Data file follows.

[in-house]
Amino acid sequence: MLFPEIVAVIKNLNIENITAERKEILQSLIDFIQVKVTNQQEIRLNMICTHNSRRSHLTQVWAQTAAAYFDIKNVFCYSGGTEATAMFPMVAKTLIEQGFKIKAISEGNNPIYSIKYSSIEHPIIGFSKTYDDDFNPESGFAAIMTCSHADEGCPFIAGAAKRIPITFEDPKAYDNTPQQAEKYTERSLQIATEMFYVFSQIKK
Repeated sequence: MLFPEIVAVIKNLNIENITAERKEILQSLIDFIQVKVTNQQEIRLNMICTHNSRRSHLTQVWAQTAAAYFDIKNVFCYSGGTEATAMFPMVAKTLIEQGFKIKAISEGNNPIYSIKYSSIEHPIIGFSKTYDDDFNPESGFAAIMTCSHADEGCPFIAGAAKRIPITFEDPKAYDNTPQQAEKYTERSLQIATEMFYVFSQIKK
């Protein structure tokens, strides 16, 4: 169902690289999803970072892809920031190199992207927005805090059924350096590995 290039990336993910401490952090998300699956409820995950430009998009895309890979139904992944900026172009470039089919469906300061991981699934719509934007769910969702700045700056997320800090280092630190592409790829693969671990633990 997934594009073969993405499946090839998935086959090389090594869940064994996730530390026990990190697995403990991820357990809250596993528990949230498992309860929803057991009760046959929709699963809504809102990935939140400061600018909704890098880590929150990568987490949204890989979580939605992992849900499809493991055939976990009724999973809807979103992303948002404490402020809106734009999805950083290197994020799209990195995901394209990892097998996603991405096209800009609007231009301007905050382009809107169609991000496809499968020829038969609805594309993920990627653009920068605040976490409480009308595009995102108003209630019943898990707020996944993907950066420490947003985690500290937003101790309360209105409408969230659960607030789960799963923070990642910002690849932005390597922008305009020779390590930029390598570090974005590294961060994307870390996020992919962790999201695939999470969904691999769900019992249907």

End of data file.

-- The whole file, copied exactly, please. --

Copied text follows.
[in-house]
Amino acid sequence: MLFPEIVAVIKNLNIENITAERKEILQSLIDFIQVKVTNQQEIRLNMICTHNSRRSHLTQVWAQTAAAYFDIKNVFCYSGGTEATAMFPMVAKTLIEQGFKIKAISEGNNPIYSIKYSSIEHPIIGFSKTYDDDFNPESGFAAIMTCSHADEGCPFIAGAAKRIPITFEDPKAYDNTPQQAEKYTERSLQIATEMFYVFSQIKK
Repeated sequence: MLFPEIVAVIKNLNIENITAERKEILQSLIDFIQVKVTNQQEIRLNMICTHNSRRSHLTQVWAQTAAAYFDIKNVFCYSGGTEATAMFPMVAKTLIEQGFKIKAISEGNNPIYSIKYSSIEHPIIGFSKTYDDDFNPESGFAAIMTCSHADEGCPFIAGAAKRIPITFEDPKAYDNTPQQAEKYTERSLQIATEMFYVFSQIKK
């Protein structure tokens, strides 16, 4: 169902690289999803970072892809920031190199992207927005805090059924350096590995 290039990336993910401490952090998300699956409820995950430009998009895309890979139904992944900026172009470039089919469906300061991981699934719509934007769910969702700045700056997320800090280092630190592409790829693969671990633990 997934594009073969993405499946090839998935086959090389090594869940064994996730530390026990990190697995403990991820357990809250596993528990949230498992309860929803057991009760046959929709699963809504809102990935939140400061600018909704890098880590929150990568987490949204890989979580939605992992849900499809493991055939976990009724999973809807979103992303948002404490402020809106734009999805950083290197994020799209990195995901394209990892097998996603991405096209800009609007231009301007905050382009809107169609991000496809499968020829038969609805594309993920990627653009920068605040976490409480009308595009995102108003209630019943898990707020996944993907950066420490947003985690500290937003101790309360209105409408969230659960607030789960799963923070990642910002690849932005390597922008305009020779390590930029390598570090974005590294961060994307870390996020992919962790999201695939999470969904691999769900019992249907």